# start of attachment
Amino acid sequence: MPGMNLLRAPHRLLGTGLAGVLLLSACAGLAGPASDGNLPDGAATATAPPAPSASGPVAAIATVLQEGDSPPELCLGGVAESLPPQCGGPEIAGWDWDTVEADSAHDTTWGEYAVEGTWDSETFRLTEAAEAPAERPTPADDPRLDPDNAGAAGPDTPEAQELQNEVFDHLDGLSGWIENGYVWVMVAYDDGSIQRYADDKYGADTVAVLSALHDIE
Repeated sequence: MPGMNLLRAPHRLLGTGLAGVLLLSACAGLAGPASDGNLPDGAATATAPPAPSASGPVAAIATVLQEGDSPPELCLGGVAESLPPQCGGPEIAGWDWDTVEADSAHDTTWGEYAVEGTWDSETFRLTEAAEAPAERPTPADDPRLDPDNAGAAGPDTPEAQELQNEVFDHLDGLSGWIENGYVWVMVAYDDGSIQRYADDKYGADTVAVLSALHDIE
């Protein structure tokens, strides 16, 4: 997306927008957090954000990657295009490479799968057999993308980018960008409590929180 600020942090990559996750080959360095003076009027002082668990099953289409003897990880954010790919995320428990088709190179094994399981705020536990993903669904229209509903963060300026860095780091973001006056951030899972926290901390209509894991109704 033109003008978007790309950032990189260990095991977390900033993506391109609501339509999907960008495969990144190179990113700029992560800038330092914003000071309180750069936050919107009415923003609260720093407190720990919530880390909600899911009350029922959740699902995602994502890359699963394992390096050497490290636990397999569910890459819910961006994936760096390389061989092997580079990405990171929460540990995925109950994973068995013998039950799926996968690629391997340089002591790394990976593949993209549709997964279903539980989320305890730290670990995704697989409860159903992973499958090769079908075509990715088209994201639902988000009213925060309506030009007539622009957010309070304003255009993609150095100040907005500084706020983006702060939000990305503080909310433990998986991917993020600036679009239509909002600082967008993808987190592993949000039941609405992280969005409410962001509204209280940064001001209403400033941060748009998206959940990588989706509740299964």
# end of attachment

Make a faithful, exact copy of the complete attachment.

Amino acid sequence: MPGMNLLRAPHRLLGTGLAGVLLLSACAGLAGPASDGNLPDGAATATAPPAPSASGPVAAIATVLQEGDSPPELCLGGVAESLPPQCGGPEIAGWDWDTVEADSAHDTTWGEYAVEGTWDSETFRLTEAAEAPAERPTPADDPRLDPDNAGAAGPDTPEAQELQNEVFDHLDGLSGWIENGYVWVMVAYDDGSIQRYADDKYGADTVAVLSALHDIE
Repeated sequence: MPGMNLLRAPHRLLGTGLAGVLLLSACAGLAGPASDGNLPDGAATATAPPAPSASGPVAAIATVLQEGDSPPELCLGGVAESLPPQCGGPEIAGWDWDTVEADSAHDTTWGEYAVEGTWDSETFRLTEAAEAPAERPTPADDPRLDPDNAGAAGPDTPEAQELQNEVFDHLDGLSGWIENGYVWVMVAYDDGSIQRYADDKYGADTVAVLSALHDIE
């Protein structure tokens, strides 16, 4: 997306927008957090954000990657295009490479799968057999993308980018960008409590929180 600020942090990559996750080959360095003076009027002082668990099953289409003897990880954010790919995320428990088709190179094994399981705020536990993903669904229209509903963060300026860095780091973001006056951030899972926290901390209509894991109704 033109003008978007790309950032990189260990095991977390900033993506391109609501339509999907960008495969990144190179990113700029992560800038330092914003000071309180750069936050919107009415923003609260720093407190720990919530880390909600899911009350029922959740699902995602994502890359699963394992390096050497490290636990397999569910890459819910961006994936760096390389061989092997580079990405990171929460540990995925109950994973068995013998039950799926996968690629391997340089002591790394990976593949993209549709997964279903539980989320305890730290670990995704697989409860159903992973499958090769079908075509990715088209994201639902988000009213925060309506030009007539622009957010309070304003255009993609150095100040907005500084706020983006702060939000990305503080909310433990998986991917993020600036679009239509909002600082967008993808987190592993949000039941609405992280969005409410962001509204209280940064001001209403400033941060748009998206959940990588989706509740299964």